The other best part? If you guessed it was getting shoulder stand, you’re incorrect. The other best part is that my two teachers took it upon themselves to help me get there. I’ve mentioned this before: this is my yoga family. For some reason, the universe took me up to Mount Washington for that first outdoor class two years ago. It also took me up that long flight of stairs to BYS the following August. That’s where I was supposed to be; these are the people — all the teachers and all the people I practice with — I am supposed to accompany as we all walk this path together.

This is home.

***

After we wrapped up Sunday’s class under the bandstand, I told Ashley and Kristi that I wanted a picture with the two of them, to commemorate my second anniversary.

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As is often the case with these people, I got more; I wasn’t the only one celebrating an anniversary. As the director at BYS, Kristi was one of the first to offer outdoor classes in Pittsburgh, now a pretty common thing here through the summer. Ashley walked into her first class at BYS ten years ago this week. And Ashley’s mom, Dee, started with an outdoor class a few years before I did.

So I got a photo with four yogis, and four anniversaries. And I got a final bit of wisdom from Kristi:

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Always take the jumping pic. Always. See?

Happy anniversary, yoga family. And thank you, so much.

23. i’m talking to you.

If you and I have:

  • Had a beer
  • Watched a game
  • Attended a tailgate party
  • Cooked for each other
  • Gone to a yoga class
  • Gone out for dinner
  • Raved about music
  • Played Cards Against Humanity
  • Compared tattoos
  • Met for lunch
  • Spent the weekend at each other’s homes
  • Seen a concert
  • Caught up at a reunion
  • Talked on Twitter, by text or even on Facebook or Snapchat
  • Taken a walk in the rain or snow
  • Discussed beer, mead or cider
  • Laughed so hard we cried
  • Sipped a glass of whiskey (or whisky)
  • Hung around a backyard campfire
  • Traded blog comments
  • Cheered each other’s successes and lamented our failures
  • Been there for each other, even in seemingly insignificant ways

…in the last year, I so am thankful to have you in my life.

Happy Thanksgiving, yinz guys.

16. bailing with bullets.

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  • Samuel Johnson said patriotism is the last refuge of a scoundrel. Bullet posts are the last refuge of a distracted blogger.
  • I’m sitting at the kitchen table in my parents’ house. I have prep work for tomorrow’s tailgate party done, and I’m enjoying the hell out of this bomber of Bison Imperial Stout, from Homestead Beer Co. in Heath, Ohio.
  • This will be a (mostly) all-Ohio beer weekend and, if I have anything to say about it, the full week that follows. That’s what back-to-back weekends of games against teams from the state up north will do.
  • There is an exception to the all-Ohio beer rule in place for tomorrow’s Michigan State tailgate party. Ethel’s brother-in-law Chris is in town and he usually brings along something delicious from Founders Brewing in Grand Rapids, where he lives. That’s totally worth making an exception.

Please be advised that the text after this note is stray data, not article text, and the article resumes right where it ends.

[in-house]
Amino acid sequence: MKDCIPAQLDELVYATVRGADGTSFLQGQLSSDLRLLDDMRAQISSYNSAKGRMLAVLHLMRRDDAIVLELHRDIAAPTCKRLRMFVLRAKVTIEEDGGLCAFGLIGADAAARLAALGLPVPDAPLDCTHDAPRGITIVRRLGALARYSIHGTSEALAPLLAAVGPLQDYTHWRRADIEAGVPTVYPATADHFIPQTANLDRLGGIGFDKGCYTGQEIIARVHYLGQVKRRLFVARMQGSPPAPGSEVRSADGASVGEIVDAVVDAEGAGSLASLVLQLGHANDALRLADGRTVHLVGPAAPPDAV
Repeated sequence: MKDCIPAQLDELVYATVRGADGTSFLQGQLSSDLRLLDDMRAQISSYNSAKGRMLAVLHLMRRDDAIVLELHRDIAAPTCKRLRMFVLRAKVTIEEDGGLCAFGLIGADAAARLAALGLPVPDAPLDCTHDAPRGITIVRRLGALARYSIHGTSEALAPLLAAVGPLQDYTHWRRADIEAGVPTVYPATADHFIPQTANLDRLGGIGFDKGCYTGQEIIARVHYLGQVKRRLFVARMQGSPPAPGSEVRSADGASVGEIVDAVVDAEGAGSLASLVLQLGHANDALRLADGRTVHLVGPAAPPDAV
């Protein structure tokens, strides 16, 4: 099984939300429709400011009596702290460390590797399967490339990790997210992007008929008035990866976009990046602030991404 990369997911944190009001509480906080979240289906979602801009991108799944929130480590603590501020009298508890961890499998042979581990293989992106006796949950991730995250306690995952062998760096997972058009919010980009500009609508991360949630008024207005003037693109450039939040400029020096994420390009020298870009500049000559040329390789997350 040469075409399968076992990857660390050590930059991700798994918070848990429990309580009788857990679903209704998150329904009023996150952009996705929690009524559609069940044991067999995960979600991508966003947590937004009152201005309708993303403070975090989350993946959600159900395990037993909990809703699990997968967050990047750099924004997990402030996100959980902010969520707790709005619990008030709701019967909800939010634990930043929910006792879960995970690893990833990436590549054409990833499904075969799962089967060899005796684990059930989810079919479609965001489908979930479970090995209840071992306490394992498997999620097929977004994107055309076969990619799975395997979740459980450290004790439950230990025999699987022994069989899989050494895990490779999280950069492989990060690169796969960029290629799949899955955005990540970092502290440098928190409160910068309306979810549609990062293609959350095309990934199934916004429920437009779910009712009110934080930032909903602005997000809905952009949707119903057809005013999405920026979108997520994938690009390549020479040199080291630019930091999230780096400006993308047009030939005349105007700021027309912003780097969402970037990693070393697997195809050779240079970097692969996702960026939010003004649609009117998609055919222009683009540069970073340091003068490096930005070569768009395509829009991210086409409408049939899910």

• If you’re hungry for grilled cheese sandwiches, our tailgate party tomorrow is the place to be.
  • The other thing I’m making? The Official Queso Dip of the Big Ten Network.
  • I’m going to have to learn how to spell “neuropathy.” I already know how to spell “peripheral.”
  • As I write this post, I’m listening to a Phil Lesh and Friends show from Hershey, Pa., in 2002. I’m pretty sure Mrs. Crappy and I were there for that one — we saw Phil in Hershey several times — but that’s not really what sent me down this path. I’m suffering tinges of regret (yes, I’m sure that’s different from the neuropoahy) over not seeing Dead and Co. in Columbus last week. I know Phil’s dealing with more health problems, but I’d love to see him tour a bit more, even if it’s a last go-round. His bands were always excellent; a full show from the A.J. Palumbo Center in Pittsburgh in 2001 got me nearly all the way from Pittsburgh to Columbus this afternoon.
  • I am missing Mrs. Crappy. And Mr. Charlie.
  • As of this very moment, I am four days behind in my NaBloPoMo efforts. Any bets as to whether I can catch up?

12. wonder.

In the last week, chances are good that if I look down while doing stuff in the kitchen, that’s what I’m going to see.

Charlie watches. He studies. If he’s awake, he wants to know what we’re doing and how it might fit into his new life.

Sure, I’m aware of the thing about curiosity and the cat, but think about this: He has literally never seen any of this before.

The notes from Animal Rescue League didn’t say where he came from, but we know Charlie was picked up as a stray. In his five-ish months, has he lived inside a house? Has he lived inside at all, besides in his time at the shelter?

Let’s assume that he hasn’t. And that means everything — absolutely everything — he sees in here he is seeing for the first time. Today was a great example. I made the full production family spaghetti and meatballs, a process that actually started on Thursday night, when I made about 30 meatballs. On that night and today, Charlie frequently checked in to see what I was up to. He’s not yet as vocal as Miles was, but he’s learning to, uh, ask when he wants something; today, those requests came when wanted tastes of whatever I was working on. The verdicts: A little taste of meatball was good, as was a small piece of pasta with some sauce clinging to it. Salad? Chianti? Not so much.

But remember — this happens with everything he sees. Alarm clocks are weird. We’ve caught him watching TV several times. He has learned that heating vents equal heat … and man, that feels good. The bathroom — with not one, not two, but three sources of running water — is especially fascinating, and Charlie is wide-eyed and underfoot every single morning as we get ready for work, because he wants to watch every single thing we’re doing. He’s not uptight about any of these new things, but his big eyes and his nose are always there, taking in everything they can.

Because it’s all new. All of it.